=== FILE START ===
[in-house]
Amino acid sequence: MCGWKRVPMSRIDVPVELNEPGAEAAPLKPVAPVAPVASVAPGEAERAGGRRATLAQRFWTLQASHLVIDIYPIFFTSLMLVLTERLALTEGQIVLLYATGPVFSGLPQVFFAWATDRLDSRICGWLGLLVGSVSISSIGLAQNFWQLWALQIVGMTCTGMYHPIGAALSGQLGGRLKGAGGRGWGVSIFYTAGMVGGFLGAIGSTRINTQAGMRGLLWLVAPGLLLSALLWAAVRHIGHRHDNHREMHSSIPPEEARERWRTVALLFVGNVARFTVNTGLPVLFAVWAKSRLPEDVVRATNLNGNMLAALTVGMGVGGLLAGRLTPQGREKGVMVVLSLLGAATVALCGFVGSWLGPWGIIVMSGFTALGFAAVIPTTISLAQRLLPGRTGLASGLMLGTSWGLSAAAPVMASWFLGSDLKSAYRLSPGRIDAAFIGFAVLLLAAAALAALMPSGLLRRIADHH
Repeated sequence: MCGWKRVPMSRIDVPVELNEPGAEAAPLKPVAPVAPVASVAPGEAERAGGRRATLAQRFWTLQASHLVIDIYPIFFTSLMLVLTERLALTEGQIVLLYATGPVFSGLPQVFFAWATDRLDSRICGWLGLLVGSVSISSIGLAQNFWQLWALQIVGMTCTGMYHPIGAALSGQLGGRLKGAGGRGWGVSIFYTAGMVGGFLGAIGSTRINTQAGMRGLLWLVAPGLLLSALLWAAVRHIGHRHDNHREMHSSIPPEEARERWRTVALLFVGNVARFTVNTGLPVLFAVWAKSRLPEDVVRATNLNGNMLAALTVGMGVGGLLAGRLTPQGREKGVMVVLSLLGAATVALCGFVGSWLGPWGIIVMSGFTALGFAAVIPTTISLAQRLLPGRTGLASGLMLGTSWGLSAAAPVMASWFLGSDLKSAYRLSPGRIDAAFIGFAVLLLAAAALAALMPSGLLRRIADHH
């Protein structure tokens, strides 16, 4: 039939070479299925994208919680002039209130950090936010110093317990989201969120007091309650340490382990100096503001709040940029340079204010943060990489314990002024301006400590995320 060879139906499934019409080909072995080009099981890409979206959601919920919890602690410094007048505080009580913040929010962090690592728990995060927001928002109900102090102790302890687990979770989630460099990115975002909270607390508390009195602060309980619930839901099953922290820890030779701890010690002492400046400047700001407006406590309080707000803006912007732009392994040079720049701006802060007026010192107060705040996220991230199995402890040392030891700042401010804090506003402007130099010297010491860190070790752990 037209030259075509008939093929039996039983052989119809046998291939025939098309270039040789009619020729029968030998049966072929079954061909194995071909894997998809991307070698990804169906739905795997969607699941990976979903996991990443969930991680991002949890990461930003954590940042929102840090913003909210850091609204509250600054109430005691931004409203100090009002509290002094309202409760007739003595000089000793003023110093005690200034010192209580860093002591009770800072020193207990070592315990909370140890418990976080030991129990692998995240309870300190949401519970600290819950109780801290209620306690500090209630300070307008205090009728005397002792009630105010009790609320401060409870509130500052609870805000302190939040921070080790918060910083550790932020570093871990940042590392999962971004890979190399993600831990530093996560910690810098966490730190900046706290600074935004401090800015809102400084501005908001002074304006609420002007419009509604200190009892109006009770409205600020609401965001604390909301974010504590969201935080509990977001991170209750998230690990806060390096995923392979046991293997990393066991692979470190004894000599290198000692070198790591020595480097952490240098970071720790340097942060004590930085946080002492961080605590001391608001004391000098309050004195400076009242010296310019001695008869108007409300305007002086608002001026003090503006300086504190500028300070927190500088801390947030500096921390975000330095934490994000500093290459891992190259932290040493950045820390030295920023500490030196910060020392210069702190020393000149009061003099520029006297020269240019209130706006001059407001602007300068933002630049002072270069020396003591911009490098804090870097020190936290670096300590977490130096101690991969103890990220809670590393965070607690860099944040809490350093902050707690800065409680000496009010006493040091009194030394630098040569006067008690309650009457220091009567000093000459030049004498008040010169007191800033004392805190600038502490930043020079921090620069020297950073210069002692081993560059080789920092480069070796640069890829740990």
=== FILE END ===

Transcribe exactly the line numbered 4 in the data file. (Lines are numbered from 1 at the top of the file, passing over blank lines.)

């Protein structure tokens, strides 16, 4: 039939070479299925994208919680002039209130950090936010110093317990989201969120007091309650340490382990100096503001709040940029340079204010943060990489314990002024301006400590995320 060879139906499934019409080909072995080009099981890409979206959601919920919890602690410094007048505080009580913040929010962090690592728990995060927001928002109900102090102790302890687990979770989630460099990115975002909270607390508390009195602060309980619930839901099953922290820890030779701890010690002492400046400047700001407006406590309080707000803006912007732009392994040079720049701006802060007026010192107060705040996220991230199995402890040392030891700042401010804090506003402007130099010297010491860190070790752990 037209030259075509008939093929039996039983052989119809046998291939025939098309270039040789009619020729029968030998049966072929079954061909194995071909894997998809991307070698990804169906739905795997969607699941990976979903996991990443969930991680991002949890990461930003954590940042929102840090913003909210850091609204509250600054109430005691931004409203100090009002509290002094309202409760007739003595000089000793003023110093005690200034010192209580860093002591009770800072020193207990070592315990909370140890418990976080030991129990692998995240309870300190949401519970600290819950109780801290209620306690500090209630300070307008205090009728005397002792009630105010009790609320401060409870509130500052609870805000302190939040921070080790918060910083550790932020570093871990940042590392999962971004890979190399993600831990530093996560910690810098966490730190900046706290600074935004401090800015809102400084501005908001002074304006609420002007419009509604200190009892109006009770409205600020609401965001604390909301974010504590969201935080509990977001991170209750998230690990806060390096995923392979046991293997990393066991692979470190004894000599290198000692070198790591020595480097952490240098970071720790340097942060004590930085946080002492961080605590001391608001004391000098309050004195400076009242010296310019001695008869108007409300305007002086608002001026003090503006300086504190500028300070927190500088801390947030500096921390975000330095934490994000500093290459891992190259932290040493950045820390030295920023500490030196910060020392210069702190020393000149009061003099520029006297020269240019209130706006001059407001602007300068933002630049002072270069020396003591911009490098804090870097020190936290670096300590977490130096101690991969103890990220809670590393965070607690860099944040809490350093902050707690800065409680000496009010006493040091009194030394630098040569006067008690309650009457220091009567000093000459030049004498008040010169007191800033004392805190600038502490930043020079921090620069020297950073210069002692081993560059080789920092480069070796640069890829740990």